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Couple charged with money laundering

24.09.2019 - 14:49
Mynd með færslu
Málið er angi af Euromarket-málinu svokallaða sem kom upp fyrir tveimur árum Mynd: Ægir Þór Eysteinsson - RÚV
The district prosecutor has brought charges against a Polish couple in a 60-million-króna money laundering case. The case is part of the so-called EuroMarket affair that came up two years ago. The couple claimed at the time that the money was the man’s winnings from gaming machines, but a Reykjavík University professor calculated it would be all but impossible to win that amount of money in gambling machines.

The man was arrested in mid-December two years ago in the EuroMarket investigation. Police searched his house shortly afterwards and found various evidence, including a large amount of cash. 

Supporting documents with the prosecutor’s charges say that the investigation is built on a letter rogatory (a request for court action) from Poland. The man has been suspected there of taking part in organised crime, including the smuggling of large quantities of drugs from Poland to Iceland. The man and his wife soon also came under suspicion of money laundering.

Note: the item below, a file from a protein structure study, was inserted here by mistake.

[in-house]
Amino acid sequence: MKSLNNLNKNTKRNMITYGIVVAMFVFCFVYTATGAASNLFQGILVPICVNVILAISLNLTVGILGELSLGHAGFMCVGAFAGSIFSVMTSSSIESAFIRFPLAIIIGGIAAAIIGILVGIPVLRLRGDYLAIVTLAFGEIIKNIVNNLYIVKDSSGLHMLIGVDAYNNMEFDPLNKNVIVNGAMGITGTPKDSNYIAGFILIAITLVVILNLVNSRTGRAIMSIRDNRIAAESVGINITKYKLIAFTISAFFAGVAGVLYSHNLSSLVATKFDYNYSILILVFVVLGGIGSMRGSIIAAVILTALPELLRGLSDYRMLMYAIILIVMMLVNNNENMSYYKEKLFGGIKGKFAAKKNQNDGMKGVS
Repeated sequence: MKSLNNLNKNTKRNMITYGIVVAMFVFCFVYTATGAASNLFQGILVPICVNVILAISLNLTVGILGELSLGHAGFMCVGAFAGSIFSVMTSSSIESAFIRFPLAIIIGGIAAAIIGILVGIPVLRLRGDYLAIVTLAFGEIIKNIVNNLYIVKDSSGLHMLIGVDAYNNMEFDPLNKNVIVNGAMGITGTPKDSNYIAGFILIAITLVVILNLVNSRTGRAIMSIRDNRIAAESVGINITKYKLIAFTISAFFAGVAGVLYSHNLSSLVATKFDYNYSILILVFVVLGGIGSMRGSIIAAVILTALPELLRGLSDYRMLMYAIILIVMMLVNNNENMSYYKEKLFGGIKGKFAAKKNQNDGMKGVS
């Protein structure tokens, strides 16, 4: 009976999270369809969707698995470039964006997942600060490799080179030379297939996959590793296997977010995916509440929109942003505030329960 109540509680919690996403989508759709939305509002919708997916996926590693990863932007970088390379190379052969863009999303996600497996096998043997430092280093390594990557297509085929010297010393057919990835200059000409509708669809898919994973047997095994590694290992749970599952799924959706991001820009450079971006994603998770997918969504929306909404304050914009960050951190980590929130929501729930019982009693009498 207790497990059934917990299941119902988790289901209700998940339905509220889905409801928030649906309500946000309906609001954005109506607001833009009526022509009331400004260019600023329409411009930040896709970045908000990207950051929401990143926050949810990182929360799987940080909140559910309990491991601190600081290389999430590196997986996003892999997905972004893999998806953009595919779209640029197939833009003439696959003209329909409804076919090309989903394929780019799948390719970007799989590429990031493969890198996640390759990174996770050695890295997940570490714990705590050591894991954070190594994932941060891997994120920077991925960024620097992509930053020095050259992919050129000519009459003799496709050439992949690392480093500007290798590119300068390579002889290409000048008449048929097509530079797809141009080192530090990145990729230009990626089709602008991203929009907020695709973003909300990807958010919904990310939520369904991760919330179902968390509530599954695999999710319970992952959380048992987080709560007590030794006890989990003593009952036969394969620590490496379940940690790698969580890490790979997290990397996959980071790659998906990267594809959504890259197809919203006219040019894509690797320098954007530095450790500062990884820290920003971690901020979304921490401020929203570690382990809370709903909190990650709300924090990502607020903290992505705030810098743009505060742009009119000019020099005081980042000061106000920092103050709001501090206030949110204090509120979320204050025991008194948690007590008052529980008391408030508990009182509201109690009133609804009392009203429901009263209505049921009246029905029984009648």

After Icelandic police examined the couple’s tax records, they concluded that their registered earnings were not sufficient to support their lifestyle or accumulation of assets, as it was worded. That is when the couple claimed the man had won the extra money in gambling machines. 

The prosecutor’s documents say the police looked carefully into the couple’s claim, using telephone records and surveillance records to estimate the man’s playing times. The police then asked a Reykjavík University professor to estimate his likely winnings or loss during those hours on the gambling machines. The professor concluded the man could not have ended in profit and that his losses should have been in the region of 11 to 145 million krónur, based on his playing times. 

The justice ministry’s new action plan on money laundering and terrorist financing published this week specifically mentions gambling machines. There, it says that anonymous people can put large amounts of cash into the machines and instead of playing, they can print prize vouchers. The money is then transferred into their bank accounts, leaving a perfectly legal money trail. 

A total of 28 people were suspects in the EuroMarket investigation—one of the most detailed organised crime investigations in Reykjavík for many years. When the case was exposed two years ago, it was believed a stop had been put to a large proportion of a Polish criminal group that had been operating in Iceland.

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Alexander Elliott
Fréttastofa RÚV